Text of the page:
Soon as they come racing into our farmers markets, I load up on green beans. They are the truest taste of the garden, far different when freshly picked from a local farm or a neighbor’s yard than when shipped in from afar.
My grandmother grew “string” beans, the older variety with a tough fiber that ran down the seams. It was my job to de-string them for dinner, quite like plucking an errant thread from the hem of a skirt. Those strings have long since been bred out of today’s varieties.
When shopping at the market, look for plump, bright, firm beans that are not wrinkled or limp. Store them in a plastic bag in the refrigerator for up to three days; they don’t keep long. Don’t wash until just ready to cook. To prepare, simply snip off the tough tops and tails. A pound will yield about three to four cups of sliced beans.
The best technique for cooking green (and all garden) beans is simple. (And green beans do need to be cooked. A raw green bean is fibrous and crunchy and tastes grassy and slightly bitter.) They’re best boiled until tender, just beyond that crisp stage, as most recipes instruct. I do not mean cooked until overly soft and mushy, but enough so that the tiny bean within the green bean pod cooks, too. When this happens, the true flavors open up and the beans become slightly sweet and lush.
Drained and drizzled with a good, peppery olive oil and sprinkled with coarse salt, they’re fabulous served warm or at room temperature. You’ll want to eat them with your fingers, plucking each one from the pile one at a time.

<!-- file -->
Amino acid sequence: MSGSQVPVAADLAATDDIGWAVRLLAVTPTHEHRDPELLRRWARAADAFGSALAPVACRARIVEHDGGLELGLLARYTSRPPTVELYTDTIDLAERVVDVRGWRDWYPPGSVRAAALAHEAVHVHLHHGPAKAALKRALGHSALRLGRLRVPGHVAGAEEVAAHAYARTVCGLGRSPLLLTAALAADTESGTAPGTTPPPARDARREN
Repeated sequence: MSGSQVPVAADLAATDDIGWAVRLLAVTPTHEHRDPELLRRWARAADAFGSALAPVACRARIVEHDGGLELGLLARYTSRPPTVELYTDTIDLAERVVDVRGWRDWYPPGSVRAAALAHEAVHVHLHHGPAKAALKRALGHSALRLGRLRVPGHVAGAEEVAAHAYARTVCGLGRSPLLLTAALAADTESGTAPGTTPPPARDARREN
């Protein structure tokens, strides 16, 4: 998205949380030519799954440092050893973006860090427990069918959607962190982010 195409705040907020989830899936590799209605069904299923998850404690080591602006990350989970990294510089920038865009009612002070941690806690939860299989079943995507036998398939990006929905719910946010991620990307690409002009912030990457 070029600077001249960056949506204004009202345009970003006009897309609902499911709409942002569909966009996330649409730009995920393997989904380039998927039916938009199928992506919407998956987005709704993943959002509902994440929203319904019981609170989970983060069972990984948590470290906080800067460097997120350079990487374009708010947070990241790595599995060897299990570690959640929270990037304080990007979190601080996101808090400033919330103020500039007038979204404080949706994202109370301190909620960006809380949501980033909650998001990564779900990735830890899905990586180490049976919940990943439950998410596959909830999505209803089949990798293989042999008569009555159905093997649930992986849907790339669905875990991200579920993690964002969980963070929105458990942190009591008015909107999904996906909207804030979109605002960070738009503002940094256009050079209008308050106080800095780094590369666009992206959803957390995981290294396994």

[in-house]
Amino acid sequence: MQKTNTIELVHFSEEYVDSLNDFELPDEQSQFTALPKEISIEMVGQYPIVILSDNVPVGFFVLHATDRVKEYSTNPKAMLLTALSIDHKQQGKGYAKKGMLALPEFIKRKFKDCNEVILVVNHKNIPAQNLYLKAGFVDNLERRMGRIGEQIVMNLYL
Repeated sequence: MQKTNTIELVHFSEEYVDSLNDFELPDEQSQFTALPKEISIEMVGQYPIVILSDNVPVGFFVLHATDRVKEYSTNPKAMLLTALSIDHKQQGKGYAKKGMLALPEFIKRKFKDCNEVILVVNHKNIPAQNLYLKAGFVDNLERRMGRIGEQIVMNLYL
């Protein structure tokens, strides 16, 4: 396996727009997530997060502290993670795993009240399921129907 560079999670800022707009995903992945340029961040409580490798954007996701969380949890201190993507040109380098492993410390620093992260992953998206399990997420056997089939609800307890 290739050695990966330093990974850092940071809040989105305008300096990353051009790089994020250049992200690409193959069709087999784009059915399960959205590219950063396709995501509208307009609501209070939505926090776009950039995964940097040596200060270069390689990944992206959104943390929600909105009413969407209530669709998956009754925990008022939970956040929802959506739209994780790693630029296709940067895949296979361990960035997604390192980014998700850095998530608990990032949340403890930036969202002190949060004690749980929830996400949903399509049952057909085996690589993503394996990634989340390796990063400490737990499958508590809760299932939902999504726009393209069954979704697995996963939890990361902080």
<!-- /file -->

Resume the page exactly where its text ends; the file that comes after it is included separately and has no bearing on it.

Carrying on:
Once they are cooked until just tender, they are also ready to serve in salads (as the essential components in a classic salad Niçoise), to toss with lemon butter and toasted sliced almonds (aka green bean amandine), or set out with a tangy dip.
Wax or yellow beans are a mild, tender garden bean variety. So are those purple, red, black and striped beans, but they tend to be tough and they will turn green once they’re cooked.
Chinese long beans are longer and drier than our garden green beans, and have a sharper flavor and firmer texture. The different varieties of garden fresh beans are interchangeable in recipes for green beans; the only suggestion is to be sure they are local and fresh.
Beth Dooley is the author of “In Winter’s Kitchen.” Find her at bethdooleyskitchen.com.
Green Bean Salad With Yogurt Dressing
Serves 4 to 6.
Note: Green olives add a briny, salty note to this bright salad of tender garden-fresh beans. You can make the dressing ahead. You’ll have extra dressing, so store it in a covered container in the refrigerator and use within the week. It’s delicious on chicken salad, tossed with chopped fresh kale or served over fish. From Beth Dooley.
• 2 tbsp. fresh lemon juice
• 1/2 tsp. sugar
• 1 garlic clove, crushed
• 1/2 c. plain, whole-milk Greek yogurt
• 3 tbsp. extra-virgin olive oil
• 1 tbsp. chopped fresh dill
• 1 tbsp. chopped fresh parsley
• Salt and freshly ground black pepper to taste
• 1 lb. green beans, tipped and tailed
• 1/4 c. chopped pitted green olives
For the dressing: In a small bowl, whisk together the lemon juice, sugar, garlic and yogurt. Whisk in the oil, then the dill and the parsley and season with salt and pepper.
Bring a large pot of water to a boil over high heat and add the beans. Cook until bright and just tender, about 6 to 10 minutes, depending on the size of the beans. Turn into a colander set over the sink, drain and refresh under cold water. Drain thoroughly.
Arrange the beans on a serving platter or individual plates and spoon the dressing over the beans. Scatter the chopped olives over all. Serve at room temperature or chilled.
Nutrition information per 1/6 serving:
Fat 8 g
Sodium 100 mg
Carbohydrates 7 g
Saturated fat 2 g
Total sugars 2 g
Protein 2 g
Cholesterol 5 mg
Dietary fiber 2 g
Exchanges per serving: 1 vegetable, 1½ fat.